In the world's largest ride-hailing market, Uber isn't even in the picture.
The ride-hailing industry in China is already worth $30 billion, more than the rest of the world combined, according to a new report from consulting firm Bain & Company. And it could more than double in size by 2020.
"Any large Chinese city is equal to a small country" when it comes to ride hailing, said Bain partner Raymond Tsang, one of the authors of the report.
The United States is the world's second largest market, at $12 billion.
In China, Didi Chuxing is the dominant player, accounting for 90% of trips, according to the report.
Didi is known globally for driving Uber out of China in 2016. The US company sold its China operations to the Beijing startup after a fierce, multibillion-dollar battle for customers. Uber ended up with an 18% stake in Didi.
While Didi dominates the Chinese market at the moment, it is still vulnerable to competition.
Bain found that only 40% of ride-hailing trips in China are ordered through Didi's app. The rest are booked using third-party apps such as Tencent's WeChat or Alibaba affiliate Alipay.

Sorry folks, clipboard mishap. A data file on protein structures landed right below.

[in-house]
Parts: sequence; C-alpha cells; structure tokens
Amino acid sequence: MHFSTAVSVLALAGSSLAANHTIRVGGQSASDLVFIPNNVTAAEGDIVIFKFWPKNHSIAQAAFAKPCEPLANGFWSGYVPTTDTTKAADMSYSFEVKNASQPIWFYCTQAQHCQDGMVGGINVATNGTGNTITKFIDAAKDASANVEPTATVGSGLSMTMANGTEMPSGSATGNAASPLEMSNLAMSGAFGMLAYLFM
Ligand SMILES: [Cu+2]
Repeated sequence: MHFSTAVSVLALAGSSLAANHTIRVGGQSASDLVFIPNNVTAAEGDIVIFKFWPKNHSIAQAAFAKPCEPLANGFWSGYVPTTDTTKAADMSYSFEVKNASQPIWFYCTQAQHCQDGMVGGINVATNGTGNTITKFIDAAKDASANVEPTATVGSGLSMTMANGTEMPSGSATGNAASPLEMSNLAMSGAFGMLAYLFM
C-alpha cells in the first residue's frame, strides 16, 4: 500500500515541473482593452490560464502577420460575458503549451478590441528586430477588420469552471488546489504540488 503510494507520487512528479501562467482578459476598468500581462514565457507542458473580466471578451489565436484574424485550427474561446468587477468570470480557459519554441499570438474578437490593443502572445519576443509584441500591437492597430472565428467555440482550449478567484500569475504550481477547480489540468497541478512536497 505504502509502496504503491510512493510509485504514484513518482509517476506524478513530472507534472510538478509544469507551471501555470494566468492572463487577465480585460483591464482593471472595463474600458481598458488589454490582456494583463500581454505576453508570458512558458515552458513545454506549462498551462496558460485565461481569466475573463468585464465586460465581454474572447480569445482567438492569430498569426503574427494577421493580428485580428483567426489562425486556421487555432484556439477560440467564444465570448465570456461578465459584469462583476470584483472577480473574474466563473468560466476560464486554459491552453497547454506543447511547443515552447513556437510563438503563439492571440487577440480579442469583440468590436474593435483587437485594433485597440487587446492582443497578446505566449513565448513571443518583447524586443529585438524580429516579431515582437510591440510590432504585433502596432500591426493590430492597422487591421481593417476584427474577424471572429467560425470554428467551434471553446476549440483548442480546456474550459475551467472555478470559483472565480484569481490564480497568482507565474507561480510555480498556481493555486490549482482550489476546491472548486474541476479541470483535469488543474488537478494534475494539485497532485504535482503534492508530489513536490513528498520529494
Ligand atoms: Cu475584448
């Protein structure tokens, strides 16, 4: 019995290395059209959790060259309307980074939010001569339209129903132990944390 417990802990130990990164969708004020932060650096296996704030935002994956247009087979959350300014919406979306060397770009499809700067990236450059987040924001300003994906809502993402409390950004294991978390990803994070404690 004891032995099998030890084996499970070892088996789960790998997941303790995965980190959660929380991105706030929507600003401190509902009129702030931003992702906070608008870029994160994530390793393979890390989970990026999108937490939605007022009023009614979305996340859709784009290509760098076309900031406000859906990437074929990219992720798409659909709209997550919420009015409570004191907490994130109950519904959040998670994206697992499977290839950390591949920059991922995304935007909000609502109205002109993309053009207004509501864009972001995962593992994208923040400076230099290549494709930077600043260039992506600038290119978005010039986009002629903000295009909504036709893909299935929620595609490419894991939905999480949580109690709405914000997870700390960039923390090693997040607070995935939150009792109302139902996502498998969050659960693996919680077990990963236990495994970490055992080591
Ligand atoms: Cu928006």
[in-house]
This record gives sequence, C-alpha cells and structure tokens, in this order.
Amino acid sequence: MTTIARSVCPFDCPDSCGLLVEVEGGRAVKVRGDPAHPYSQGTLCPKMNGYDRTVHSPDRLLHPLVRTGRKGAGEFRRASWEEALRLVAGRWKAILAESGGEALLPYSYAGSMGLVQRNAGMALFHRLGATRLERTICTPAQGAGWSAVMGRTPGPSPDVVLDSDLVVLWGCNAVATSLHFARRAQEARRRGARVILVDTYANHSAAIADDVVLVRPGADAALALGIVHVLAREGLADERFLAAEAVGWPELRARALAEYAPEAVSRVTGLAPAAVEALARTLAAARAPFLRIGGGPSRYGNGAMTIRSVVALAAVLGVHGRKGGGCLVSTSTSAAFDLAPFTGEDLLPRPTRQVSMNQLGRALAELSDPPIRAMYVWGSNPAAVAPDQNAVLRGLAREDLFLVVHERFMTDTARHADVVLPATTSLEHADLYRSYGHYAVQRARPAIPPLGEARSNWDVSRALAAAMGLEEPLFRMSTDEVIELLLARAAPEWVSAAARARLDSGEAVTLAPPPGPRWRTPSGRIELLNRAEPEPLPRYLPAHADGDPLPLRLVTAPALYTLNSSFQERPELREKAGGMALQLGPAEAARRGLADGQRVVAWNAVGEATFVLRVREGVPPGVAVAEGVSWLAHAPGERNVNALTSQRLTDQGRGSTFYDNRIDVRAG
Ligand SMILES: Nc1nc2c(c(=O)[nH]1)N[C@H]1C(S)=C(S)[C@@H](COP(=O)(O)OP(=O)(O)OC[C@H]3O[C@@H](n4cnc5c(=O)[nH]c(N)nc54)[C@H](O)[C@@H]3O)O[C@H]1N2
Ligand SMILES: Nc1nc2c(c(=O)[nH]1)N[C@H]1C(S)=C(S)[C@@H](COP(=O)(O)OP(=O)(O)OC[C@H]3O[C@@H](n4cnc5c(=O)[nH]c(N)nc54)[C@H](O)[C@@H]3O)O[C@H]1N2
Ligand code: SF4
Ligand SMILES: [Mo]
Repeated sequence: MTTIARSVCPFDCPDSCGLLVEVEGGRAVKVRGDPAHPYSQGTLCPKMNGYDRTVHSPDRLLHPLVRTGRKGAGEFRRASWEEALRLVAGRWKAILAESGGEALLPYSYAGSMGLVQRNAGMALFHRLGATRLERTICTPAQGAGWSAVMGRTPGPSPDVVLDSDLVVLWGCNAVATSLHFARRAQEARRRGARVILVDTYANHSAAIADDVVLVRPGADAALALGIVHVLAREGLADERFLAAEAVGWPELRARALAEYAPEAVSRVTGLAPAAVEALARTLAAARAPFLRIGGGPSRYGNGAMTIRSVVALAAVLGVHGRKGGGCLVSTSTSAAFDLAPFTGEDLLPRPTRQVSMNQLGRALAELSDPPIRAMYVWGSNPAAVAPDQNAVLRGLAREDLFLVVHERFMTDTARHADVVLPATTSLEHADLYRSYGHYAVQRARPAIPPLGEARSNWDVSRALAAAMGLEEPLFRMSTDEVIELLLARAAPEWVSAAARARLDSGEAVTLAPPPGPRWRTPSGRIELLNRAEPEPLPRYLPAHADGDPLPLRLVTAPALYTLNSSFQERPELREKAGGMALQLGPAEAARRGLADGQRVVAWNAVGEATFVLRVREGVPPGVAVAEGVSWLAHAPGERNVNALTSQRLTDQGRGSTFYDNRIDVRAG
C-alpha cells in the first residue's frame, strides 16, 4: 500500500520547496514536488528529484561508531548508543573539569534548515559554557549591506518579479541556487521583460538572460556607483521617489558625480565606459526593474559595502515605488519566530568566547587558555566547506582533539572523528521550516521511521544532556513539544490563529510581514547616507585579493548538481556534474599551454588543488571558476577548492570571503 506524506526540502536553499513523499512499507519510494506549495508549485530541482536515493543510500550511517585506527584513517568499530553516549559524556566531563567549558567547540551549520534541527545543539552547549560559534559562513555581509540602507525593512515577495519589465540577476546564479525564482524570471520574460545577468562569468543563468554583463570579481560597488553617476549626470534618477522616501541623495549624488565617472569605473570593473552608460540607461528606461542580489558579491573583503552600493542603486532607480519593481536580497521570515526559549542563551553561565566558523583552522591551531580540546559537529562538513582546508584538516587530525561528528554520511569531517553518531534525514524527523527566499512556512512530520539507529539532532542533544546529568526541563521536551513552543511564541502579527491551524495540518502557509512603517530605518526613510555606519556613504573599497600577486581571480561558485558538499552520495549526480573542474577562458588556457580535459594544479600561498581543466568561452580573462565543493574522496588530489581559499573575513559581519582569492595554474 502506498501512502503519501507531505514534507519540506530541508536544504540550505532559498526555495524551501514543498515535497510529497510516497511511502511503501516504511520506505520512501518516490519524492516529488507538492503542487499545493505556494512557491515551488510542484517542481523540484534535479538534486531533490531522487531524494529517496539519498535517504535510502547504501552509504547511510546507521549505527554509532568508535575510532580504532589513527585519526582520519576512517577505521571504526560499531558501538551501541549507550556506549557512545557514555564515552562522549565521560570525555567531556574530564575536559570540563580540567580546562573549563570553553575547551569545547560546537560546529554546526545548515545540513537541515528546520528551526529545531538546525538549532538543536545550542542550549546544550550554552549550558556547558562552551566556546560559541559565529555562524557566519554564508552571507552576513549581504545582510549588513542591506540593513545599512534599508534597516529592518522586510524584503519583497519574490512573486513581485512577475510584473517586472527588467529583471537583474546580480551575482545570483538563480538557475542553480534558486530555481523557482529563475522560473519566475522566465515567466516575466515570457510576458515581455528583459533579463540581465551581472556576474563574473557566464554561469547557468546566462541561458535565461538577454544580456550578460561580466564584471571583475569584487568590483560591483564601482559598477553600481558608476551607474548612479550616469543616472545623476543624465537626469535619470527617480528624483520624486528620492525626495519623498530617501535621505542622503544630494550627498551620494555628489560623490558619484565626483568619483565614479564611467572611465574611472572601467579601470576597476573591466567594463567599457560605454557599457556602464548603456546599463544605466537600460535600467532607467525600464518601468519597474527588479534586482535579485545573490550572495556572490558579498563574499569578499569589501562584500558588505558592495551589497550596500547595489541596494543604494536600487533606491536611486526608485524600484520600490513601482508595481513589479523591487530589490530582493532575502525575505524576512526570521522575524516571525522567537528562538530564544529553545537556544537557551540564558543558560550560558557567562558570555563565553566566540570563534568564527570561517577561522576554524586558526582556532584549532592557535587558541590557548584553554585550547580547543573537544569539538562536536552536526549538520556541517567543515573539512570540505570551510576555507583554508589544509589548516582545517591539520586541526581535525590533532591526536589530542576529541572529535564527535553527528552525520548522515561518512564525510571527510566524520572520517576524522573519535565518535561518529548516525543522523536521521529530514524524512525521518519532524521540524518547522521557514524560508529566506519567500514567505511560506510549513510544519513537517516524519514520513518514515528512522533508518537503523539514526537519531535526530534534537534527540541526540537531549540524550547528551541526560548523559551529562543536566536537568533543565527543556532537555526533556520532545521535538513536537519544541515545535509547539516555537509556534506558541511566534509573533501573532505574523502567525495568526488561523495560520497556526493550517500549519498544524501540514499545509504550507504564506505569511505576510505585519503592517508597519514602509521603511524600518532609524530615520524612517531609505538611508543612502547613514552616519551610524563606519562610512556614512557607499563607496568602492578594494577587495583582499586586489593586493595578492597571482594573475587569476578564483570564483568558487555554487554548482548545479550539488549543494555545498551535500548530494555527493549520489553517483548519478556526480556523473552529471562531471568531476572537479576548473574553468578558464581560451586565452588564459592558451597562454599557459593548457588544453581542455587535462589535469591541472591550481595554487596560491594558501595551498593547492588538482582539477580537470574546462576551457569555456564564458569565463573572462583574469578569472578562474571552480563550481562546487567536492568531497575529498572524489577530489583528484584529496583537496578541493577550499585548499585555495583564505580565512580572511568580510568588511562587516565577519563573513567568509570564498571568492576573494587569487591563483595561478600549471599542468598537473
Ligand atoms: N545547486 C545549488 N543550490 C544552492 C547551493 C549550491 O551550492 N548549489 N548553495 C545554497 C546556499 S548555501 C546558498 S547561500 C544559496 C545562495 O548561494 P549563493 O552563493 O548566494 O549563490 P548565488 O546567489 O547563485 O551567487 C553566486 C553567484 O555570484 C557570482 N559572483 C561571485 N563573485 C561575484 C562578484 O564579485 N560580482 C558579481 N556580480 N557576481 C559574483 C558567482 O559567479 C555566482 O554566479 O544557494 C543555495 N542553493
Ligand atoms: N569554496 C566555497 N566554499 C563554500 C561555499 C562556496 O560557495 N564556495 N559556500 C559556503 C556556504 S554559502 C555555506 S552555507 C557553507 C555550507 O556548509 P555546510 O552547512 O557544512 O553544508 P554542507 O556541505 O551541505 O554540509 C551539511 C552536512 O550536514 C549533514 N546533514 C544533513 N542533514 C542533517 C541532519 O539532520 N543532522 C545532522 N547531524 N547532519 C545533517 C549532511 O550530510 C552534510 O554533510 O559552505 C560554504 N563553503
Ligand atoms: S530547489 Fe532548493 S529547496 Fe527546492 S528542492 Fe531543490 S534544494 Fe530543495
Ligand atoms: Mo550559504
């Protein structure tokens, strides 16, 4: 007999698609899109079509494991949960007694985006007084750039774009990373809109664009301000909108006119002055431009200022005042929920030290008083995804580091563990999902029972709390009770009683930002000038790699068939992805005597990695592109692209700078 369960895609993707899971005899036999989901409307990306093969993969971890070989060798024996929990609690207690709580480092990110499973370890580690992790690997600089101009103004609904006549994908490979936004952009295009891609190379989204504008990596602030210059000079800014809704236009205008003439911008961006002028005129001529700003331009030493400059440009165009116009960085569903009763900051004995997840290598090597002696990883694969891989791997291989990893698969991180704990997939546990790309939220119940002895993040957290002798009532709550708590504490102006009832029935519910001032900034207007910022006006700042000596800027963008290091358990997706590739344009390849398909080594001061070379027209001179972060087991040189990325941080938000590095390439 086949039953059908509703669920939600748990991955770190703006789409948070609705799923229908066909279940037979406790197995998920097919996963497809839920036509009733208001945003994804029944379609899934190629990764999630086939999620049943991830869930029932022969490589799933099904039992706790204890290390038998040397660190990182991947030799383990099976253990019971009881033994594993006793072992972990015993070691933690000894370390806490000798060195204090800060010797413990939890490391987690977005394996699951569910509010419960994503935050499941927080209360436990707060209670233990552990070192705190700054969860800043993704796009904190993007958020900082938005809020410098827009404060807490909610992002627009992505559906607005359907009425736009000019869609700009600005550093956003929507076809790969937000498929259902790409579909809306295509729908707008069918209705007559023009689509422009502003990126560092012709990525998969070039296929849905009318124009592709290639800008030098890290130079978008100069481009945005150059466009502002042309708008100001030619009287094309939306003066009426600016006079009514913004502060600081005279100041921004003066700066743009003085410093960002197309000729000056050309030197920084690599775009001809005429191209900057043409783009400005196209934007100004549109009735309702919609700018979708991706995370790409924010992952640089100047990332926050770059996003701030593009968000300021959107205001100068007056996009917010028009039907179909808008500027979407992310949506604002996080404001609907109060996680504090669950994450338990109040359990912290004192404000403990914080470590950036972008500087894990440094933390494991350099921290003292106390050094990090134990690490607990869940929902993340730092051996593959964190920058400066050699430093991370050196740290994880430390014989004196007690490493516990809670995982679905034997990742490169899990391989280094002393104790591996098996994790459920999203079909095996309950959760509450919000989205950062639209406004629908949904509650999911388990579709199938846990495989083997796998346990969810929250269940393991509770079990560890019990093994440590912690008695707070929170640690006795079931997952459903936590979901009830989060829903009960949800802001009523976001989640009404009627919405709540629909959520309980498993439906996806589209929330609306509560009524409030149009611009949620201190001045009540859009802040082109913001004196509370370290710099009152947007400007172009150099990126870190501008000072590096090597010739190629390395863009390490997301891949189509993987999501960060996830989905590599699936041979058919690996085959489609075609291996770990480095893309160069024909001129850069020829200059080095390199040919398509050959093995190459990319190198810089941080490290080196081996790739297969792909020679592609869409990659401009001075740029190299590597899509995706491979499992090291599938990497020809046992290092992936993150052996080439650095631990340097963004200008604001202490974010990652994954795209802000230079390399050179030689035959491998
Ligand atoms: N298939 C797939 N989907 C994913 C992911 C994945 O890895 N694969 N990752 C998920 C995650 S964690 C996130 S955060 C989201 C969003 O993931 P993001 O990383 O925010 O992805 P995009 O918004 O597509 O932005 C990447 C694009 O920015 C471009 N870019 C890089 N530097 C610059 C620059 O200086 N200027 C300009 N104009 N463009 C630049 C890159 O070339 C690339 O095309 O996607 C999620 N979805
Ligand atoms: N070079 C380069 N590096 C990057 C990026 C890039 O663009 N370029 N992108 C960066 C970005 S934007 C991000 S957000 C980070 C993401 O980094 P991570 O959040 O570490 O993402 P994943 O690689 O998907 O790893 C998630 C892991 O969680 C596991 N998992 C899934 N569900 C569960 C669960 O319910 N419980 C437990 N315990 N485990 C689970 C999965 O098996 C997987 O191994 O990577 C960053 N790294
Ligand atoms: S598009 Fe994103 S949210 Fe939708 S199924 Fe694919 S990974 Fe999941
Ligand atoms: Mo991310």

Rival startup Meituan Dianping is also going after Didi. Meituan enables users to use a single app to order a huge range of services, including food delivery, movie tickets and flights. The company started offering ride-hailing services to its 320 million active users earlier this year, a move Didi saw as a direct challenge.
"If you want war, you will get war," Didi CEO Cheng Wei said of Meituan's plans in an interview with Chinese financial magazine Caijing.
Didi and Meituan both have the cash for a protracted battle. But they'll be fighting for passengers who aren't particularly loyal, according to Bain's Tsang.
"Customers don't care, they only care about cost and availability," he said.
Bain estimates China's ride-hailing market will more than double in the next couple of years to $72 billion by 2020. But fierce competition is likely to allow only a small number of companies to survive.
"We're seeing a lot of acquisition and consolidation," Tsang said. "And profitability among these players has not been very high, to say the least."